Pardey calls the fact that his name has almost become synonymous with one-off high end country residences as ‘a double-edged sword’, (there’s actually a lot of urban housing and schools work on his books), but it worked in his favour when in 2011 his client, a power couple of a German fund manager and his English lawyer wife with a young family, shortlisted 17 architects from the RIBA Directory to approach for the £2.25m commission to design a modern country house on a 7ha sloping site in an Area of Outstanding Natural Beauty, that they had spent five years searching for. The process was helped by a savvy client, who Pardey calls ‘forensic’ in all his dealings, both in his own work and with him as architect. He was also very proactive. When the couple bought the site, it had a lacklustre 1950s red brick home on which the client set about spending £250,000 to extend in the same manner. He did this just to gain the extra 40% permitted development, as he planned from the outset to demolish the whole lot to make way for the new design. As it is, Pardey’s design proposal came in at 730m2 – a mere 0.4m2 shy of the existing area and more than enough space for five bedrooms, two ensuite, two huge reception rooms, dining hall, kitchen, study, gym/spa and utility spaces and a housekeeper’s flat. Pardey seems almost nonchalant that a scheme of this size and extreme look received planning permission last September without even needing to go to appeal. It broke ground last month.
The formal look of the design is very much in line with materials and spatial moves that have informed his output from the start driven by the architects who have inspired him since his student days. For Pardey, the home ‘forms the centre of every architectural obsession out there. The Villa Savoye is a case in point; Corb embodied his formal and urban theories, his obsessions with modern culture and technology all in the one building, Isn’t that what being an architect’s all about?’ But it isn’t Corb or Corb’s concrete that’s evident here. Pardey’s true obsessions lie with the abstraction of the Case Study Houses by the likes of Neutra, whose Kaufmann House ‘is an all-time favourite’, and particularly with the work of the legendary New York Five (Gwathmey, Hedjuk, Meier et al), whose work he viewed as ‘revelatory’. This is due, says Pardey, to the fact that they were actually built of timber and not concrete – he puts his natural feel for the material down to the fact that he grew up with a carpenter father. In this way, his output seems driven most clearly by the iconic 1967 Charles Gwathmey House, its pared-back grey palette embodying a strong sense of ambiguity and abstraction.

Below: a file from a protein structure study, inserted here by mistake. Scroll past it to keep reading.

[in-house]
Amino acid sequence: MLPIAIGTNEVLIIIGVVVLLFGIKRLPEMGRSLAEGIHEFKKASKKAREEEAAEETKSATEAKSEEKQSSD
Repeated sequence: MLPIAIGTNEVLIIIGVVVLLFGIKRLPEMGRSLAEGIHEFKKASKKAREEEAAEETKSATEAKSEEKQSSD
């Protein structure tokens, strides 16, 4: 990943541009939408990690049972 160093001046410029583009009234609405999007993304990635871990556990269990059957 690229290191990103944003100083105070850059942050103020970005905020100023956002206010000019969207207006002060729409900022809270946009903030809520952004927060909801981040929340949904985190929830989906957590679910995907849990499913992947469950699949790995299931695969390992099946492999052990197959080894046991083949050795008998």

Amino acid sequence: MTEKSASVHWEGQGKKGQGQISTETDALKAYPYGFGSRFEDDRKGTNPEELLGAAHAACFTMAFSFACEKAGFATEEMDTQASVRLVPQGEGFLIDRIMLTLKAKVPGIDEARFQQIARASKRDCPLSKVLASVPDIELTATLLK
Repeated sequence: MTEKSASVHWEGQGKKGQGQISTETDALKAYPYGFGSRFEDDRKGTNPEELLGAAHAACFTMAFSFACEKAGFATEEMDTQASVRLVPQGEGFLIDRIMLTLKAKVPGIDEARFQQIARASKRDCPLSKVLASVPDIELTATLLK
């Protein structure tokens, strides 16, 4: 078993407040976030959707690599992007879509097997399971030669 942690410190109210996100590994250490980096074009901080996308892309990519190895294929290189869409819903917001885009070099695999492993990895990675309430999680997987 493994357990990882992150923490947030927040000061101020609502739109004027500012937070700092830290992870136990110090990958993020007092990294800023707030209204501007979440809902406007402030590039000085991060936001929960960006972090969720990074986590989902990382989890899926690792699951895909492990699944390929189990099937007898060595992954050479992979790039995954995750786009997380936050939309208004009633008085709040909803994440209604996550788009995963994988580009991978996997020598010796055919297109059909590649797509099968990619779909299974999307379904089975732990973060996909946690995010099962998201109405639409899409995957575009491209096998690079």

Both are evident in spades at Northbrook. At nearly 40m long and 8m high, Pardey’s signature timber wrapping makes itself clearly evident here, slats of vertical black-stained cedar defining the framework within which the domestic activity occurs. The Neutra-esque chimney housing the domestic hearth, here in smooth-faced concrete, is another consistent element running through his work. Concrete walls might appear at the lower levels, but Pardey emphasises that this is effectively a timber structure, albeit one reinforced with steel to achieve the spans needed to create the proscenium effect on Northbrook’s main south elevation. Within this, facing out to the garden, all functions of the house are expressed – at ground reception, entertaining rooms and kitchen; at first floor bedrooms and more private family study. A generous 1.4m wide corridor runs east west, separating ‘served’ spaces from the ‘serving’ spaces to its north.